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Broward school board passes sex ed curriculum, ends PROMISE program

Broward School Board member Lori Alhadeff poses for a photograph.
Alie Skowronski
Miami Herald
Broward School Board member Lori Alhadeff was elected as board chair Tuesday, Nov. 22, 2022, after five board members were sworn in earlier in the day at Fort Lauderdale High School.

The Broward County school board narrowly passed a new sexual education curriculum after multiple rounds of impassioned comments from the public.

The board also voted to end a controversial pre-arrest diversion program for students, known as PROMISE, which came under intense scrutiny in 2018 after it was revealed that the gunman who killed 17 people at Marjory Stoneman Douglas High School was referred to it but never completed it.

The board voted 5-4 to approve the sex-ed curriculum following a parade of speakers who mostly urged for its passage. The curriculum, which instructs students about consent, puberty and birth control, is broken down by grade-level and features lessons and discussion topics for teachers.

Board chair Lori Alhadeff wanted to amend the curriculum to remove an exercise for ninth graders that had students role play conversations about consent and sex — including oral, vaginal or anal with their partner. The exercise guides teachers to ask the high schoolers "What kinds of questions should young people ask themselves before taking that step? "

“I feel this this lesson is inappropriate and I would like to make a motion to delete this lesson," she told board members.

Her motion failed.

“The goal of this lesson is to normalize conversations, difficult conversations, particularly around topics related to sex, so that students are informed decision makers," said Jodi Washington, the district's Equity, Diversity & School Climate director.

The entire curriculum barely passed the board with Alhadeff, Torey Alston, Brenda Fam and Daniel Foganholi opposing it.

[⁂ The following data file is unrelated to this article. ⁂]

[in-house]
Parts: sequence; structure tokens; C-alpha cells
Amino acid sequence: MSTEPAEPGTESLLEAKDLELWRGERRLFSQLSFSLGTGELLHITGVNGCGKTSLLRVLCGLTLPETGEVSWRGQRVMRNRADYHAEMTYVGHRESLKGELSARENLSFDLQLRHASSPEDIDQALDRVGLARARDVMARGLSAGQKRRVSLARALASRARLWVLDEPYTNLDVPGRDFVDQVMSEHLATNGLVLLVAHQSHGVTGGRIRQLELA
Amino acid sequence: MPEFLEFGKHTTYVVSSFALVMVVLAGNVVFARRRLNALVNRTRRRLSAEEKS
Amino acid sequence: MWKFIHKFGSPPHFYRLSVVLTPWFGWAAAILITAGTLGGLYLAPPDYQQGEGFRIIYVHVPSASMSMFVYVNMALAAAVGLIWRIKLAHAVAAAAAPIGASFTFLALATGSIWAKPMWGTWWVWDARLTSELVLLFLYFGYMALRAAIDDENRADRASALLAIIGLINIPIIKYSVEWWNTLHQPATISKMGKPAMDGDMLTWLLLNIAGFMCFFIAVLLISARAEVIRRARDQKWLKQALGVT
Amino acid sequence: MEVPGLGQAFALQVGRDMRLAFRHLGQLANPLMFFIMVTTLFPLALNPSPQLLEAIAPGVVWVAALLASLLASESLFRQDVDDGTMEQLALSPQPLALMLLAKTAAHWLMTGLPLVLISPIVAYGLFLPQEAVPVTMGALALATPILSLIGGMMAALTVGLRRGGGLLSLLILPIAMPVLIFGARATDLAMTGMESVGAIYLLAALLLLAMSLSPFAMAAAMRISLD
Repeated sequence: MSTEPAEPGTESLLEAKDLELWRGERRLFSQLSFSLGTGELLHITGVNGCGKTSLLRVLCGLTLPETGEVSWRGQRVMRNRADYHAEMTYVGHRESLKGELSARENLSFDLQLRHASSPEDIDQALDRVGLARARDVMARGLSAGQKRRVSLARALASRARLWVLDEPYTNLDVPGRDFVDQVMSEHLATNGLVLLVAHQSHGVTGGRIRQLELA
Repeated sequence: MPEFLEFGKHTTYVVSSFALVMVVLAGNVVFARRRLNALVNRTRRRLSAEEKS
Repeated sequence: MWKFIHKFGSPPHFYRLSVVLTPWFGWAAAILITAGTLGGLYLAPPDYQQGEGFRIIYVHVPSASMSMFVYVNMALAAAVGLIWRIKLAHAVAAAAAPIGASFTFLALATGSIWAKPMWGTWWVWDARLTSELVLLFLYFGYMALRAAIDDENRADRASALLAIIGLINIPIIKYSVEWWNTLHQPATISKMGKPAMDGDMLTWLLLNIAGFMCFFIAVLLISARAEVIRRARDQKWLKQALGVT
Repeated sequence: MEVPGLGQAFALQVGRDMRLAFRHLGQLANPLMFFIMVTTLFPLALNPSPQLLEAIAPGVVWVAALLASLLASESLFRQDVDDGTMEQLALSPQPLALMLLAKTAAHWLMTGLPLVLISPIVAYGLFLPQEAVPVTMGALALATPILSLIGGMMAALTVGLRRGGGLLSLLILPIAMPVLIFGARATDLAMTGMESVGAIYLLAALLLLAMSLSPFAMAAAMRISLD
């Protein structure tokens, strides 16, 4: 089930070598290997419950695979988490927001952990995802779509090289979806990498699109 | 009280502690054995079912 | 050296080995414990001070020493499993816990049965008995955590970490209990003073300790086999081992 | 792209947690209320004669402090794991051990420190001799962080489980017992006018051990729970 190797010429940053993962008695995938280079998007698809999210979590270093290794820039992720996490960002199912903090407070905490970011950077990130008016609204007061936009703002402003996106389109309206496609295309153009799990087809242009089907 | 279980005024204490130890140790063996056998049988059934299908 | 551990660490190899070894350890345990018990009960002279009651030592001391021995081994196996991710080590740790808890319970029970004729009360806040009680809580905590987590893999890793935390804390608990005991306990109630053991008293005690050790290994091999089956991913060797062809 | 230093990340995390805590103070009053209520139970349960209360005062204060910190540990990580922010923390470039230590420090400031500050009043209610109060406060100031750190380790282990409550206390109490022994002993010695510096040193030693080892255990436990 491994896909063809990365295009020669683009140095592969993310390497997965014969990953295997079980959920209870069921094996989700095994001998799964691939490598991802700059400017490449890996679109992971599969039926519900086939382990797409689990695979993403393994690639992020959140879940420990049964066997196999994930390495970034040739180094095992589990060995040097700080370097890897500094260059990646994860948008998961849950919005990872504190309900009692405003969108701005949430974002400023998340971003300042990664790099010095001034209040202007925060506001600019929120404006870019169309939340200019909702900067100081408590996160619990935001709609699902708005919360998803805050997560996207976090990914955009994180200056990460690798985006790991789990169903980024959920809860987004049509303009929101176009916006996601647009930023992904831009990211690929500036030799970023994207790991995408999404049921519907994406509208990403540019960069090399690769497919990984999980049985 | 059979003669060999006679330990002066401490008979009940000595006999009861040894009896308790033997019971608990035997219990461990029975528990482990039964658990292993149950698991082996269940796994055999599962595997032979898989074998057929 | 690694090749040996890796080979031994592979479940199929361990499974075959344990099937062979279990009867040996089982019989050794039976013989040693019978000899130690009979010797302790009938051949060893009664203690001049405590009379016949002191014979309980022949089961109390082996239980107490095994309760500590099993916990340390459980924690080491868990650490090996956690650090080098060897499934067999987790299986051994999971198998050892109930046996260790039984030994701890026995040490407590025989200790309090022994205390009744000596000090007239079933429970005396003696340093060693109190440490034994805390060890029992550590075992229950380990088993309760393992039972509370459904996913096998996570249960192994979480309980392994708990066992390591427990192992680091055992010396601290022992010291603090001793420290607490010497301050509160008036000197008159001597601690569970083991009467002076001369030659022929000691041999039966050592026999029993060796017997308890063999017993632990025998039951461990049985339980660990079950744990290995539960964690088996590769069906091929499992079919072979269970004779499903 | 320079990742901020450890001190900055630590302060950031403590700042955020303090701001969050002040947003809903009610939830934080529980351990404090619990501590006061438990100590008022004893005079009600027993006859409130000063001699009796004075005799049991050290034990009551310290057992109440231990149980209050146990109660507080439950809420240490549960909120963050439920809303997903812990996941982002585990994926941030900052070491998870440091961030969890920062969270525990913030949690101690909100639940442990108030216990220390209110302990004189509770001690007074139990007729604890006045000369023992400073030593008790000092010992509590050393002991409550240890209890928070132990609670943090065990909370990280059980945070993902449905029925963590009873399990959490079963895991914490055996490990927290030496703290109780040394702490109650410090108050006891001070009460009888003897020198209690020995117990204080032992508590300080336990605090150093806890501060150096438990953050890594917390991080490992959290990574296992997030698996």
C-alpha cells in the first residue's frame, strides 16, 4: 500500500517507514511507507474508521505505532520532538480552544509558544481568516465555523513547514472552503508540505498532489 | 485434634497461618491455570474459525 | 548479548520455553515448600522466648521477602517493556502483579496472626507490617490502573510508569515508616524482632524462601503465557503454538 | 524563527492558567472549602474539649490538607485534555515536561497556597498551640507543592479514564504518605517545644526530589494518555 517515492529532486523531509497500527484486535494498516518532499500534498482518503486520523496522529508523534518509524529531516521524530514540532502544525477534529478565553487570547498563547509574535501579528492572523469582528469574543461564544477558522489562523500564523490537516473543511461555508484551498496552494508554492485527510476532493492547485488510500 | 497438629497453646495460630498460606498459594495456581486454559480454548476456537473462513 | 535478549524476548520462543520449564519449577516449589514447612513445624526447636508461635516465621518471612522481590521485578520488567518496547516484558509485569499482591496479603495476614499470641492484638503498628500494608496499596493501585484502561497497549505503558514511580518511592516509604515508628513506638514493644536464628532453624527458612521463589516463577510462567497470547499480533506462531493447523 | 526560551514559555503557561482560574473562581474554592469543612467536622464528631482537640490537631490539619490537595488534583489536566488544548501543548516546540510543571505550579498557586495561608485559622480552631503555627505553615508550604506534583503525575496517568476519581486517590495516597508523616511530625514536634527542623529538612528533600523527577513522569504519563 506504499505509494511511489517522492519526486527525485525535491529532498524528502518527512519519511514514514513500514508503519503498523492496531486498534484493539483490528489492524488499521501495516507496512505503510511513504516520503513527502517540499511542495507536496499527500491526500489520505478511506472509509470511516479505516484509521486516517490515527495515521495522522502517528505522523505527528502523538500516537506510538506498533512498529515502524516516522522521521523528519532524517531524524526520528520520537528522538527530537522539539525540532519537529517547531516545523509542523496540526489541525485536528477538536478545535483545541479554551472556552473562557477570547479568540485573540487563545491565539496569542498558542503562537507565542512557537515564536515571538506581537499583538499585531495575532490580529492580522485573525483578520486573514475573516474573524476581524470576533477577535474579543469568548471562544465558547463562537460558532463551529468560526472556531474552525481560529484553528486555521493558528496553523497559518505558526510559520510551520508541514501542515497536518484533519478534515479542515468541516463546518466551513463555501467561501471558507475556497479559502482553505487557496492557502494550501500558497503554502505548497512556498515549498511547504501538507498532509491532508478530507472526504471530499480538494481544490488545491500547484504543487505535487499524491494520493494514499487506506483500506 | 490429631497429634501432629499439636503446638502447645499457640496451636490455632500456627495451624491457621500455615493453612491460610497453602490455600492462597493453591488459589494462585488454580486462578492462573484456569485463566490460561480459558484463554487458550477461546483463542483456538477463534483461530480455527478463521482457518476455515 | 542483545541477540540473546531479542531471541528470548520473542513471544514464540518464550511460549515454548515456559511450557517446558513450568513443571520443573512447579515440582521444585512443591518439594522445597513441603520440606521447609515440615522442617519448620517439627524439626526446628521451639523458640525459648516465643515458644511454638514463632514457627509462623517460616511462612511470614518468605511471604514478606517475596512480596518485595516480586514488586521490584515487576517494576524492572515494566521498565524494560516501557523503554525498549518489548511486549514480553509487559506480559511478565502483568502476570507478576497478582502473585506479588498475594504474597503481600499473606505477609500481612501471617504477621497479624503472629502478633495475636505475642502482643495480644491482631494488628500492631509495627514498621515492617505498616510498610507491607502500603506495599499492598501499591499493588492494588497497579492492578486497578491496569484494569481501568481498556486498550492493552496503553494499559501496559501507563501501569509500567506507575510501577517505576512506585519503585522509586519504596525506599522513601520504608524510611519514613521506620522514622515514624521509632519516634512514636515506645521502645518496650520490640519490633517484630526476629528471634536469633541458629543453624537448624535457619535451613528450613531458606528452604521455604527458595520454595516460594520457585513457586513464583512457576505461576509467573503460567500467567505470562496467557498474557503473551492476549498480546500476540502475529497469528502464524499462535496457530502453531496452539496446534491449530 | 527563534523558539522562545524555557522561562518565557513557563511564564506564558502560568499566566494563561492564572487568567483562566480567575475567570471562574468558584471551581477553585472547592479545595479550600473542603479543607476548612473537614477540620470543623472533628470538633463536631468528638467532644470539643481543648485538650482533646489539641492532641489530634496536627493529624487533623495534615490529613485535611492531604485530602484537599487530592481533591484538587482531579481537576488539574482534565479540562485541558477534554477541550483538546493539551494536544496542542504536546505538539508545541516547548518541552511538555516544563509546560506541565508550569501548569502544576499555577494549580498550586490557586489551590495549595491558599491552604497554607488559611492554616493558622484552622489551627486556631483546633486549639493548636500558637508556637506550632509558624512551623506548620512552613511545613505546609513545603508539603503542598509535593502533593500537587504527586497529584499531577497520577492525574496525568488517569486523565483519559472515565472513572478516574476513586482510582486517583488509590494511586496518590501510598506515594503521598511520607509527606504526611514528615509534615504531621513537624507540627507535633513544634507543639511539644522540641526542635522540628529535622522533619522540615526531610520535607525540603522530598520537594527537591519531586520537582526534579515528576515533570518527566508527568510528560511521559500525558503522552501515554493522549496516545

Last school year students had no sex ed curriculum after the board failed to update their teaching program to meet new state laws limiting discussions on gender and sexuality.

READ MORE: The Broward school district considered abstinence-focused sex ed. Board members rejected it

The new program has been submitted to the state’s Department of Education.

The curriculum is usually taught towards the end of the school year, giving the district time to make tweaks to the program.

The debate over sex ed curriculum comes at a time when when students nationwide appear to be beginning puberty at younger and younger ages — some girls even before age 8, according to the National Institutes of Health — and as new cases of HIVare surging in South Florida.

Equality South Florida, a political advocacy group that advocates for civil rights and protections for LGBTQ residents — called the curriculum “one of the most comprehensive curriculums (within the confines of the law) that we have seen.”

PROMISE Program ends

After the vote on sex ed curriculum, the board voted to end the PROMISE program — at least in name.

The Preventing Recidivism through Opportunities, Mentoring, Interventions, Supports and Education program offered students accused of certain nonviolent misdemeanors an alternative to being arrested and prosecuted through the criminal justice system. The student received civil citations from the school district and attended alternative schooling, and given counseling and other services.

It was hailed as a success following its inception in 2013, but became a lightning rod in the aftermath of the horrific Parkland shooting.

The Marjory Stoneman Douglas Public Safety Commission, formed to give the state recommendations for preventing more school shootings, criticized the PROMISE program for allowing students off the hook without involving law enforcement.

The program will be removed, but all of the services offered by the program will remain, according to Superintendent Peter Licata. He noted that district data shows a varying level of enforcement across schools — something he wants to curb.

"It's our responsibility as a school district that if an action happens in a certain school, we have to make sure that they're trained to do the same thing as another school," he told the board. He also said that he plans to come back to the board with a proposal for a revamped program.

"We want to make sure that everything is done front instead of back. Stop working on the reaction and be proactive in that. So those services will probably expand as we move forward."

Gerard Albert III covers Broward County. He is a former WLRN intern who graduated from Florida International University. He can be reached atgalbert@wlrnnews.org
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